What Is PITI for Your Mortgage?

Financing Your First Home, Home Affordability, Mortgages

You’ve saved the money, and you’ve found a house. And now it’s finally happening for you. As part of the exciting process of buying your first home, you apply to the bank for mortgage preapproval.

In evaluating your request, the lender tells you they need to figure out if you can afford the monthly costs of homeownership, and then you hear a term you may not be familiar with: PITI.

What Does PITI Stand For?

PITI stands for principal, interest, taxes and insurance. It makes up your total monthly mortgage payment that helps determine if you qualify for a loan. While you may have roughly estimated the home price you could afford before you went to the bank, when all four of these costs get figured in, it can throw off your math.

PITI is a big deal, especially if you’re a first-time home buyer. These combined costs can affect whether you’re approved for a mortgage. If the total PITI figure is too high, you may have to rethink how much home you can afford.

Knowing what PITI stands for and how it’s used by mortgage lenders matters when you’re looking to finance a home.

What Does PITI Mean?

PITI includes the combined costs a lender uses when calculating your expected mortgage payment. The total is an important figure since your lender uses it to determine your ability to repay the loan.

Conventional mortgage lenders typically aim for a PITI that’s no more than 28% of your monthly income.[1] For example, if your income is $5,000 a month, 28% of that would be $1,400. If your proposed home mortgage has a PITI at or below $1,400, your income would be enough to qualify you for the loan.

If it’s a bit higher, say $1,450 or $1,500 a month, you might be able to get financing, but it may take a higher down payment or a longer repayment schedule.

When the math works out and the PITI calculation shows that the mortgage payment is within your means, you’re more attractive as a borrower. A lower-than-expected PITI might even get you a lower interest rate or increase the size of the loan you qualify for.

Here’s a breakdown of the four PITI components that lenders look at:


The principal is the amount of money you borrow to buy a house. It’s the price you pay for the home minus your down payment. This is by far the largest single component of a mortgage loan, and it has the biggest impact on how much house you can afford to buy.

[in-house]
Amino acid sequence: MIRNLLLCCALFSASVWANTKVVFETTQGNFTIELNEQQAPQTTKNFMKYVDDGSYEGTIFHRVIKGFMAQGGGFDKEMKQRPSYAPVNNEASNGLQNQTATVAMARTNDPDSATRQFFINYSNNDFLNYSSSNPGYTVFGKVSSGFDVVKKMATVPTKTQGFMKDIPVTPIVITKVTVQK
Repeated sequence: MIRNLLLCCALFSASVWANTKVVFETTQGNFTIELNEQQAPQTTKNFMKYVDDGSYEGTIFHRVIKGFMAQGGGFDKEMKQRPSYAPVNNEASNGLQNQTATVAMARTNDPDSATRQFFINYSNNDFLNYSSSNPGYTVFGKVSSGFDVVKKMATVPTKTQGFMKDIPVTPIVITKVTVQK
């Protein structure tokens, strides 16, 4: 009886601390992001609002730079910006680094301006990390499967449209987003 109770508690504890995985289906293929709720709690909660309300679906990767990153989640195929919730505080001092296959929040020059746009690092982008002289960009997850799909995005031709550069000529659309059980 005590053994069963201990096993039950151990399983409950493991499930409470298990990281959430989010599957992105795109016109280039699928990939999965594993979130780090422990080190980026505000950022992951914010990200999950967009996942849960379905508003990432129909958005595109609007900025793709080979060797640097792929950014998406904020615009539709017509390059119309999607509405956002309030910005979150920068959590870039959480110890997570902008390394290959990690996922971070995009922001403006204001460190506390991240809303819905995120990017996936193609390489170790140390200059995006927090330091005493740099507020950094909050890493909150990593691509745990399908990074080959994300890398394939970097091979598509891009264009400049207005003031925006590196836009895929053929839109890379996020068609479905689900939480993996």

Interest is the amount of money the lender charges you for a loan. When you borrow money to buy a home, the lender fronts you the cash right away, which is given to the seller. You’re expected to pay back the principal plus interest every month over a certain number of years.

The interest rate you pay is based on various factors, such as the type of mortgage you apply for, the length of the loan and your credit score. The state of the economy and real estate market can also affect current mortgage interest rates.


As the new homeowner, you’re responsible for paying property taxes through your county or local municipality. Many borrowers pay their taxes as part of their monthly mortgage payment, and sometimes it’s required, such as with Federal Housing Administration (FHA) loans.

Lenders include taxes in the PITI calculation so they know borrowers have enough income to cover this cost. This is important because not paying property taxes can result in a tax lien on the property or even foreclosure.


When you buy a house, you’ll want to get a homeowners insurance policy to protect the property against fire, lightning storms, break-ins and other events. Plus, your mortgage lender may insist that you carry a certain level of coverage.

Besides homeowners insurance, if you put less than 20% down, you’ll likely have to pay monthly mortgage insurance. This type of insurance protects the lender in case you default on the loan.

Your lender will probably include the cost of homeowners insurance and mortgage insurance in their PITI calculation so they know you have sufficient income to make the payments.

How Do You Calculate Your PITI Payment?

The formula that’s used to calculate PITI isn’t too complicated.

PITI = principal payment + interest payment + tax payment + insurance payment

This is the dollar amount your lender determines you’ll have to pay each month to stay current on a mortgage loan.

Let’s say you found an amazing home with an ocean view and lots of space in the backyard, and the owner is asking $400,000 for the property. Here’s how to calculate the PITI:

Principal + Interest (PI)

You’ve agreed to pay $400,000 for your dream home and make a 10% (or $40,000) down payment. The principal amount of your mortgage would be $360,000.

Let’s say you get a fixed-rate 30-year mortgage with a 4% interest rate. Your lender will amortize your payments (you can see how this works using a mortgage calculator) so you pay the same amount to cover the principal and interest every month over the 360 payments you’ll make over the life of the loan.